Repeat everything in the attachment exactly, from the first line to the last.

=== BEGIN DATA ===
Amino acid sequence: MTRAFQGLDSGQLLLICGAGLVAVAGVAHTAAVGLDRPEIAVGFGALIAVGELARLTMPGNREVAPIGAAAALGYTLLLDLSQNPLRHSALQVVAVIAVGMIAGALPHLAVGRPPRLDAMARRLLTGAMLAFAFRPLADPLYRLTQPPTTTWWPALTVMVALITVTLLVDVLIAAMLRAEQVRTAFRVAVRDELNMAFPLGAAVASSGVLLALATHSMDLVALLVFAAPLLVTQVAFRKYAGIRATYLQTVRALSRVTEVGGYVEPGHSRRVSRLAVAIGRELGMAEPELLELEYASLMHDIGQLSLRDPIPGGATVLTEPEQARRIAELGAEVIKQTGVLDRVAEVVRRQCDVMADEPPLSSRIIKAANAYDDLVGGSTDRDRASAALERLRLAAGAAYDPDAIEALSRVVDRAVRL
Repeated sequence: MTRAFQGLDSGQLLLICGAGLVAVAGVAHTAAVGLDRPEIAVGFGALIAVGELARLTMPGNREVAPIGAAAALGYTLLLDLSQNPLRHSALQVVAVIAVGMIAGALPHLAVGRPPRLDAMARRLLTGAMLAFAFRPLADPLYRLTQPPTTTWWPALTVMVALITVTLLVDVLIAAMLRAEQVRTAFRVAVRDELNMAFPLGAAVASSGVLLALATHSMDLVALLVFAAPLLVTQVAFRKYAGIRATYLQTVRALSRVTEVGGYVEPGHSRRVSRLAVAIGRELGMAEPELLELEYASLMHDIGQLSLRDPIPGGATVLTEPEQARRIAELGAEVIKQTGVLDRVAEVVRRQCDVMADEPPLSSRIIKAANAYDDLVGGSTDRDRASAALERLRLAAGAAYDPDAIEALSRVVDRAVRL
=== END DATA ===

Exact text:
Amino acid sequence: MTRAFQGLDSGQLLLICGAGLVAVAGVAHTAAVGLDRPEIAVGFGALIAVGELARLTMPGNREVAPIGAAAALGYTLLLDLSQNPLRHSALQVVAVIAVGMIAGALPHLAVGRPPRLDAMARRLLTGAMLAFAFRPLADPLYRLTQPPTTTWWPALTVMVALITVTLLVDVLIAAMLRAEQVRTAFRVAVRDELNMAFPLGAAVASSGVLLALATHSMDLVALLVFAAPLLVTQVAFRKYAGIRATYLQTVRALSRVTEVGGYVEPGHSRRVSRLAVAIGRELGMAEPELLELEYASLMHDIGQLSLRDPIPGGATVLTEPEQARRIAELGAEVIKQTGVLDRVAEVVRRQCDVMADEPPLSSRIIKAANAYDDLVGGSTDRDRASAALERLRLAAGAAYDPDAIEALSRVVDRAVRL
Repeated sequence: MTRAFQGLDSGQLLLICGAGLVAVAGVAHTAAVGLDRPEIAVGFGALIAVGELARLTMPGNREVAPIGAAAALGYTLLLDLSQNPLRHSALQVVAVIAVGMIAGALPHLAVGRPPRLDAMARRLLTGAMLAFAFRPLADPLYRLTQPPTTTWWPALTVMVALITVTLLVDVLIAAMLRAEQVRTAFRVAVRDELNMAFPLGAAVASSGVLLALATHSMDLVALLVFAAPLLVTQVAFRKYAGIRATYLQTVRALSRVTEVGGYVEPGHSRRVSRLAVAIGRELGMAEPELLELEYASLMHDIGQLSLRDPIPGGATVLTEPEQARRIAELGAEVIKQTGVLDRVAEVVRRQCDVMADEPPLSSRIIKAANAYDDLVGGSTDRDRASAALERLRLAAGAAYDPDAIEALSRVVDRAVRL